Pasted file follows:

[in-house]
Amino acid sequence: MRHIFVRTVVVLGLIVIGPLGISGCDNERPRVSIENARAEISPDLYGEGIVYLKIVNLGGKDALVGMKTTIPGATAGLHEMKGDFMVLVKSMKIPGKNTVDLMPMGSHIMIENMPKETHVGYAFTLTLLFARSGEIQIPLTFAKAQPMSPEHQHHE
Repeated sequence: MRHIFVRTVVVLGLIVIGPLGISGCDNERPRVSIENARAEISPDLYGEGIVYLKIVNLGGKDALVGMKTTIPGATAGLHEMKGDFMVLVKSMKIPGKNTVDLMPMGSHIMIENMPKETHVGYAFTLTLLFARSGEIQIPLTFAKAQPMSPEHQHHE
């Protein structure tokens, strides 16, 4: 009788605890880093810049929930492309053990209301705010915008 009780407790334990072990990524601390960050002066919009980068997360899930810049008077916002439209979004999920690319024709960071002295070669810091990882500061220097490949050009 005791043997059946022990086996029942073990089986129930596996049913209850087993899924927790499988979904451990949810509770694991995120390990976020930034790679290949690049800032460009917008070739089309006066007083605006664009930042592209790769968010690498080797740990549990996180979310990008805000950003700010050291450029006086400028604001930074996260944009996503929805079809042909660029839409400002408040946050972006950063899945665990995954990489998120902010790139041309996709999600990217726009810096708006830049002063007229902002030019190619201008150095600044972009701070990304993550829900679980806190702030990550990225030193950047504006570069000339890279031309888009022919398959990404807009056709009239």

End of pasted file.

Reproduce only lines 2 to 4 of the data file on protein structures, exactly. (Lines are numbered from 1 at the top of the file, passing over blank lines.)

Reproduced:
Amino acid sequence: MRHIFVRTVVVLGLIVIGPLGISGCDNERPRVSIENARAEISPDLYGEGIVYLKIVNLGGKDALVGMKTTIPGATAGLHEMKGDFMVLVKSMKIPGKNTVDLMPMGSHIMIENMPKETHVGYAFTLTLLFARSGEIQIPLTFAKAQPMSPEHQHHE
Repeated sequence: MRHIFVRTVVVLGLIVIGPLGISGCDNERPRVSIENARAEISPDLYGEGIVYLKIVNLGGKDALVGMKTTIPGATAGLHEMKGDFMVLVKSMKIPGKNTVDLMPMGSHIMIENMPKETHVGYAFTLTLLFARSGEIQIPLTFAKAQPMSPEHQHHE
């Protein structure tokens, strides 16, 4: 009788605890880093810049929930492309053990209301705010915008 009780407790334990072990990524601390960050002066919009980068997360899930810049008077916002439209979004999920690319024709960071002295070669810091990882500061220097490949050009 005791043997059946022990086996029942073990089986129930596996049913209850087993899924927790499988979904451990949810509770694991995120390990976020930034790679290949690049800032460009917008070739089309006066007083605006664009930042592209790769968010690498080797740990549990996180979310990008805000950003700010050291450029006086400028604001930074996260944009996503929805079809042909660029839409400002408040946050972006950063899945665990995954990489998120902010790139041309996709999600990217726009810096708006830049002063007229902002030019190619201008150095600044972009701070990304993550829900679980806190702030990550990225030193950047504006570069000339890279031309888009022919398959990404807009056709009239």